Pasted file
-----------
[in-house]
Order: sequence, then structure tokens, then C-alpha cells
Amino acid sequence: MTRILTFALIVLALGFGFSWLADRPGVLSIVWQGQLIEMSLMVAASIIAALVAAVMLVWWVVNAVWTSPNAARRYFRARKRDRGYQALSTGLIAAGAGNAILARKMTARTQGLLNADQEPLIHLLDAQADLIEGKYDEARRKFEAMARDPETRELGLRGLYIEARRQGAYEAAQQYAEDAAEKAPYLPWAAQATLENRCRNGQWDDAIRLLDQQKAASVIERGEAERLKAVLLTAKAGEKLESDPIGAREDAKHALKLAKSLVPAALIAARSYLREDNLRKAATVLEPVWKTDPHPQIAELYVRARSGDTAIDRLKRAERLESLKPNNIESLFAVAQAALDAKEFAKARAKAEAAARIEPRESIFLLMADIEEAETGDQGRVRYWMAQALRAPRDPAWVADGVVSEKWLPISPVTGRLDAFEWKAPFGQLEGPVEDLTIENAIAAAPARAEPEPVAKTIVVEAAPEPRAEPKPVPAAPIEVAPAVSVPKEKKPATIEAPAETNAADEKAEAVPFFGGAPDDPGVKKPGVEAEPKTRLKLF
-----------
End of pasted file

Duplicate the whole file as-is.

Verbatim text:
[in-house]
Order: sequence, then structure tokens, then C-alpha cells
Amino acid sequence: MTRILTFALIVLALGFGFSWLADRPGVLSIVWQGQLIEMSLMVAASIIAALVAAVMLVWWVVNAVWTSPNAARRYFRARKRDRGYQALSTGLIAAGAGNAILARKMTARTQGLLNADQEPLIHLLDAQADLIEGKYDEARRKFEAMARDPETRELGLRGLYIEARRQGAYEAAQQYAEDAAEKAPYLPWAAQATLENRCRNGQWDDAIRLLDQQKAASVIERGEAERLKAVLLTAKAGEKLESDPIGAREDAKHALKLAKSLVPAALIAARSYLREDNLRKAATVLEPVWKTDPHPQIAELYVRARSGDTAIDRLKRAERLESLKPNNIESLFAVAQAALDAKEFAKARAKAEAAARIEPRESIFLLMADIEEAETGDQGRVRYWMAQALRAPRDPAWVADGVVSEKWLPISPVTGRLDAFEWKAPFGQLEGPVEDLTIENAIAAAPARAEPEPVAKTIVVEAAPEPRAEPKPVPAAPIEVAPAVSVPKEKKPATIEAPAETNAADEKAEAVPFFGGAPDDPGVKKPGVEAEPKTRLKLF